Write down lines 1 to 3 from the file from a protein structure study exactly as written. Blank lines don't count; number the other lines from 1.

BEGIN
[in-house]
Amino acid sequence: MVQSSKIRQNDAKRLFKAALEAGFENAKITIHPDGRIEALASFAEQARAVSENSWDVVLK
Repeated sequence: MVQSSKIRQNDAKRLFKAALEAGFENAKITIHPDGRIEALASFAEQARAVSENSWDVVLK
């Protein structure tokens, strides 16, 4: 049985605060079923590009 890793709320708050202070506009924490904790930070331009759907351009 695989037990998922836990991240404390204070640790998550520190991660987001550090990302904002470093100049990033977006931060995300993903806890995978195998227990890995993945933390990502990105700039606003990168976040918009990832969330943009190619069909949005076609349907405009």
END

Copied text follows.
[in-house]
Amino acid sequence: MVQSSKIRQNDAKRLFKAALEAGFENAKITIHPDGRIEALASFAEQARAVSENSWDVVLK
Repeated sequence: MVQSSKIRQNDAKRLFKAALEAGFENAKITIHPDGRIEALASFAEQARAVSENSWDVVLK